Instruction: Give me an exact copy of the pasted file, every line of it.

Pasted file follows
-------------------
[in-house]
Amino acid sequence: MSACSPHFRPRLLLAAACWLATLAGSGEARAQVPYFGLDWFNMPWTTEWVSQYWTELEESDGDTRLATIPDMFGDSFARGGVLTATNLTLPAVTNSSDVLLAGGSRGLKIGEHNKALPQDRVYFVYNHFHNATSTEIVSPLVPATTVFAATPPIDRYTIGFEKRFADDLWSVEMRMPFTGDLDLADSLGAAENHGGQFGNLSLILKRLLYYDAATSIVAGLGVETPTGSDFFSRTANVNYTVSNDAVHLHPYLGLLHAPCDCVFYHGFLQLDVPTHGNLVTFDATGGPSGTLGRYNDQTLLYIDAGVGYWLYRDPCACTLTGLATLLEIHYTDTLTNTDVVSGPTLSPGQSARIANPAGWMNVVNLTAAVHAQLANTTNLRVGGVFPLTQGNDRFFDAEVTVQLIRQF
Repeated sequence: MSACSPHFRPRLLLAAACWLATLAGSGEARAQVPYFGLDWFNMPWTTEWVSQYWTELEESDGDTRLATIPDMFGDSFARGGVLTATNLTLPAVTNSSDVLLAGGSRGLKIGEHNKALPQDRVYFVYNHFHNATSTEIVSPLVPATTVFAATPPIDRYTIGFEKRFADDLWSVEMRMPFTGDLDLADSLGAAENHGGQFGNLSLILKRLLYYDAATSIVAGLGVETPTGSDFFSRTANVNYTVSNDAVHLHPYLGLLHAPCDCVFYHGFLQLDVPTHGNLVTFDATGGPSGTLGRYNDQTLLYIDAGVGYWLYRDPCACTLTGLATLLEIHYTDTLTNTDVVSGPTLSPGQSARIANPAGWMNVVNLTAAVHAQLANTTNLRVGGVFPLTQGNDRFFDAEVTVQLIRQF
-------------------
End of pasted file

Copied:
[in-house]
Amino acid sequence: MSACSPHFRPRLLLAAACWLATLAGSGEARAQVPYFGLDWFNMPWTTEWVSQYWTELEESDGDTRLATIPDMFGDSFARGGVLTATNLTLPAVTNSSDVLLAGGSRGLKIGEHNKALPQDRVYFVYNHFHNATSTEIVSPLVPATTVFAATPPIDRYTIGFEKRFADDLWSVEMRMPFTGDLDLADSLGAAENHGGQFGNLSLILKRLLYYDAATSIVAGLGVETPTGSDFFSRTANVNYTVSNDAVHLHPYLGLLHAPCDCVFYHGFLQLDVPTHGNLVTFDATGGPSGTLGRYNDQTLLYIDAGVGYWLYRDPCACTLTGLATLLEIHYTDTLTNTDVVSGPTLSPGQSARIANPAGWMNVVNLTAAVHAQLANTTNLRVGGVFPLTQGNDRFFDAEVTVQLIRQF
Repeated sequence: MSACSPHFRPRLLLAAACWLATLAGSGEARAQVPYFGLDWFNMPWTTEWVSQYWTELEESDGDTRLATIPDMFGDSFARGGVLTATNLTLPAVTNSSDVLLAGGSRGLKIGEHNKALPQDRVYFVYNHFHNATSTEIVSPLVPATTVFAATPPIDRYTIGFEKRFADDLWSVEMRMPFTGDLDLADSLGAAENHGGQFGNLSLILKRLLYYDAATSIVAGLGVETPTGSDFFSRTANVNYTVSNDAVHLHPYLGLLHAPCDCVFYHGFLQLDVPTHGNLVTFDATGGPSGTLGRYNDQTLLYIDAGVGYWLYRDPCACTLTGLATLLEIHYTDTLTNTDVVSGPTLSPGQSARIANPAGWMNVVNLTAAVHAQLANTTNLRVGGVFPLTQGNDRFFDAEVTVQLIRQF